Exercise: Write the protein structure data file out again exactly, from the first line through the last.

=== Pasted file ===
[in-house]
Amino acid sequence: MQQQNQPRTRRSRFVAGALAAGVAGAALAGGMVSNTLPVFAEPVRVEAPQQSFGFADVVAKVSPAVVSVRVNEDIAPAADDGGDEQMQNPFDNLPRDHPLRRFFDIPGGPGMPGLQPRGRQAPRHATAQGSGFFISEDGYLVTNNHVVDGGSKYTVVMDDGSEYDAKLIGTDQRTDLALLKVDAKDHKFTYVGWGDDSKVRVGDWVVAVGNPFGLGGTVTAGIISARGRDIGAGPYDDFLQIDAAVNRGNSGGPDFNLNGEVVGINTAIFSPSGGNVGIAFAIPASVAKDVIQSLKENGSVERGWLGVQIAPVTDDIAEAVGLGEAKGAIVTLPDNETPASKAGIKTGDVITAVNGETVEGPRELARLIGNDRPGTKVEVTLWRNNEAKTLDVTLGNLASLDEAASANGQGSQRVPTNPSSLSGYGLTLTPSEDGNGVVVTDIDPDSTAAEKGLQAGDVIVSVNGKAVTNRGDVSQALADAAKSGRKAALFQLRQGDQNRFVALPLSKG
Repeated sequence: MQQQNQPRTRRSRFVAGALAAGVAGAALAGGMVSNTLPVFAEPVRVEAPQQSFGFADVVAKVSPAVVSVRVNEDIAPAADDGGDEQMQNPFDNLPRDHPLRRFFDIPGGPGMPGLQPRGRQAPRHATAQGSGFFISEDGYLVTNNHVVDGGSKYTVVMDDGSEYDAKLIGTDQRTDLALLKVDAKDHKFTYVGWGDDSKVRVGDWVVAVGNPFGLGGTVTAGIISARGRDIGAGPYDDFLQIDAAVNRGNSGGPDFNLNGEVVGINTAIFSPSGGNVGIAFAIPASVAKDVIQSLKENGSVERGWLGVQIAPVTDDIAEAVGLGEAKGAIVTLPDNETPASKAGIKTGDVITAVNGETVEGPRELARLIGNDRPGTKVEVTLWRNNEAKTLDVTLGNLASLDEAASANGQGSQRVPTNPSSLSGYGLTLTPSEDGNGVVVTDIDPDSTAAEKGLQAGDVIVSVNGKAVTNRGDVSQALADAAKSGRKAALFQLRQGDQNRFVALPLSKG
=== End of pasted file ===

[in-house]
Amino acid sequence: MQQQNQPRTRRSRFVAGALAAGVAGAALAGGMVSNTLPVFAEPVRVEAPQQSFGFADVVAKVSPAVVSVRVNEDIAPAADDGGDEQMQNPFDNLPRDHPLRRFFDIPGGPGMPGLQPRGRQAPRHATAQGSGFFISEDGYLVTNNHVVDGGSKYTVVMDDGSEYDAKLIGTDQRTDLALLKVDAKDHKFTYVGWGDDSKVRVGDWVVAVGNPFGLGGTVTAGIISARGRDIGAGPYDDFLQIDAAVNRGNSGGPDFNLNGEVVGINTAIFSPSGGNVGIAFAIPASVAKDVIQSLKENGSVERGWLGVQIAPVTDDIAEAVGLGEAKGAIVTLPDNETPASKAGIKTGDVITAVNGETVEGPRELARLIGNDRPGTKVEVTLWRNNEAKTLDVTLGNLASLDEAASANGQGSQRVPTNPSSLSGYGLTLTPSEDGNGVVVTDIDPDSTAAEKGLQAGDVIVSVNGKAVTNRGDVSQALADAAKSGRKAALFQLRQGDQNRFVALPLSKG
Repeated sequence: MQQQNQPRTRRSRFVAGALAAGVAGAALAGGMVSNTLPVFAEPVRVEAPQQSFGFADVVAKVSPAVVSVRVNEDIAPAADDGGDEQMQNPFDNLPRDHPLRRFFDIPGGPGMPGLQPRGRQAPRHATAQGSGFFISEDGYLVTNNHVVDGGSKYTVVMDDGSEYDAKLIGTDQRTDLALLKVDAKDHKFTYVGWGDDSKVRVGDWVVAVGNPFGLGGTVTAGIISARGRDIGAGPYDDFLQIDAAVNRGNSGGPDFNLNGEVVGINTAIFSPSGGNVGIAFAIPASVAKDVIQSLKENGSVERGWLGVQIAPVTDDIAEAVGLGEAKGAIVTLPDNETPASKAGIKTGDVITAVNGETVEGPRELARLIGNDRPGTKVEVTLWRNNEAKTLDVTLGNLASLDEAASANGQGSQRVPTNPSSLSGYGLTLTPSEDGNGVVVTDIDPDSTAAEKGLQAGDVIVSVNGKAVTNRGDVSQALADAAKSGRKAALFQLRQGDQNRFVALPLSKG